As a young Fellow at Trinity in the 1970s, Professor Boyd Hilton knew Brian Lowe’s Tutor, Sir James Ramsay Montagu Butler, and one of his Supervisors, Professor Patrick Duff. He reflects on their achievements and personalities, drawing on his memories and his research for a new history of the College.
The father of Patrick Duff was James Duff, a classicist and tutor, who gave his name to what is now called ‘Duff’s Garden’ between the Fellows’ Garden and the Burrell Field’s development. He wrote literally every day to his two elder sons while they fought at the front in Flanders (and elsewhere) during the 1914-18 War (and beyond). He sent these letters out in batches of four, and had to search around for things to say.
As College historian I wish he had written more about Trinity High Table and controversies arising, such as Bertrand Russell’s notorious ejection in 1916 (when James Duff was on the Council), but what he mainly wrote about – and no doubt he judged rightly that it would be more interesting to his sons in their dugouts – was the progress of his chrysanthemums, the collapse of his new-fangled central heating system, and the everyday doings of his two youngest children, Patrick and Hester.
Patrick Duff emerges from his father’s fond letters as lively, outgoing, inquiring, and capable. However, there was little trace of the lively child of the letters by the time I got to know him 60 years later. He had become deeply conservative and dry, rarely venturing outside Cambridge except to take part in the Lake Hunt, of which he was the Master. Indeed he was an archetypal bachelor Fellow, and very attached to his spinster sister Hester (who, like him, seems to have been a much livelier child than she ever was as an adult).
His expertise was in Roman Law, of which he became a Professor and he was for many years an exceptionally conscientious Tutor who never forgot a face or a pedigree. Moreover, even those who found his personality unexciting conceded that he had been a very judicious and effective Vice-Master.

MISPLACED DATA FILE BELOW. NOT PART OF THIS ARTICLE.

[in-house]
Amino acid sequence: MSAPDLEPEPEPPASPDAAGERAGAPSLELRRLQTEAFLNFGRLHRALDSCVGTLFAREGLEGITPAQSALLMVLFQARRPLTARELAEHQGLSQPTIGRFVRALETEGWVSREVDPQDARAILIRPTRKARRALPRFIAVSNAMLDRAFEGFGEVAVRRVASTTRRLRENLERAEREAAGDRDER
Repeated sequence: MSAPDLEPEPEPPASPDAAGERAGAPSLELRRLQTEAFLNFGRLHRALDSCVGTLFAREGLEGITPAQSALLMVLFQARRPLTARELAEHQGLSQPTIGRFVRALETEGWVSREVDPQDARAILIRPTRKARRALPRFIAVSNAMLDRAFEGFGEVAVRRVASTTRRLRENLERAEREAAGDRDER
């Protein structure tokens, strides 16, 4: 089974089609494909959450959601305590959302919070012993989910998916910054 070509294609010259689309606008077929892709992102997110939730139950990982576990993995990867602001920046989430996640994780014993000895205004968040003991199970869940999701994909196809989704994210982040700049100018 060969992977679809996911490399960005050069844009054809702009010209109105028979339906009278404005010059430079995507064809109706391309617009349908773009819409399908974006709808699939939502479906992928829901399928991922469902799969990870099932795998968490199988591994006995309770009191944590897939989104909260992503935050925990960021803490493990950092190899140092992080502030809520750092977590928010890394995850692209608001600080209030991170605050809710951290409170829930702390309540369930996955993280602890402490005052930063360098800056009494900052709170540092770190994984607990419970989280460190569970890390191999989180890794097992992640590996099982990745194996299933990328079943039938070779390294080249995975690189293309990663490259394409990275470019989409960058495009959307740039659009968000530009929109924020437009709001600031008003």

I also knew Jim Butler. He was the eldest of Monty Butler’s three sons by his second marriage, and was born in what was then a bedroom of the Master’s Lodge and is now part of the Combination Room.
Jim was a seriously distinguished historian. One could argue that his 1912 book on the Great Reform Act, though ‘Whiggish’ in approach and long ago superseded in terms of archival research, nevertheless pioneered the ‘modern’ study of British politics. He was later the editorial mastermind of the multi-volumed ‘Official History of the Second World War’.
Like the Duff boys and his own brothers, he fought in the First World War; had he not done so he would almost certainly have become private secretary to George V, a post for which he was being groomed. It gives an indication of just how eligible this former head boy of Harrow and current young Fellow of Trinity was considered to be. Jim Butler was MP for Cambridge University in the 1920s.
Like Patrick Duff, Jim Butler became Vice-Master. He invited my wife and me to lunch in the A Great Court rooms now occupied by Ian McDonald. He was charm itself, and plied us with alcohol even though he was teetotal. Apparently he was equally generous in his entertainments as Vice-Master. He was also a Christian Scientist (got from his mother) and probably died unnecessarily by refusing to be treated medically following a straightforward ‘fall’. He had shown the same stoic fatalism while fighting in the First World War.
Harry Hollond, who died too soon for me to know, was an immensely important Fellow, not just because he did a lot of the obvious jobs – Junior Bursar certainly, Senior Dean – but because of his representations to the Royal (Asquith) Commission on Oxford and Cambridge (1919-22) followed by his work as Secretary to the University of Cambridge Commissioners in 1924, which shaped the future of the University.
His was the most important hand in drafting new University Statues as well as new Statutes for Trinity, and he was subsequently asked to advise on the same by many other colleges. In this way he became a central figure in the wider University, and seems to have been much liked.
He taught conscientiously, I think, but published very little. In his written application for the Rouse Ball Professorship in 1943 he conceded the fact that he had been unproductive, and gave as a reason, not just the public service alluded to above, but the fact that for thirty years he had found that more than half an hour’s academic work at a time tended to give him brain fag – despite which admission he got the Chair. Autre temps autres moeurs.
Like Duff and Butler he was resident in College, but he was not a bachelor, being married to a glamorous American Marjorie Hollond who is noted in the Oxford Dictionary of National Biography for her work as an economist in academia and the civil service.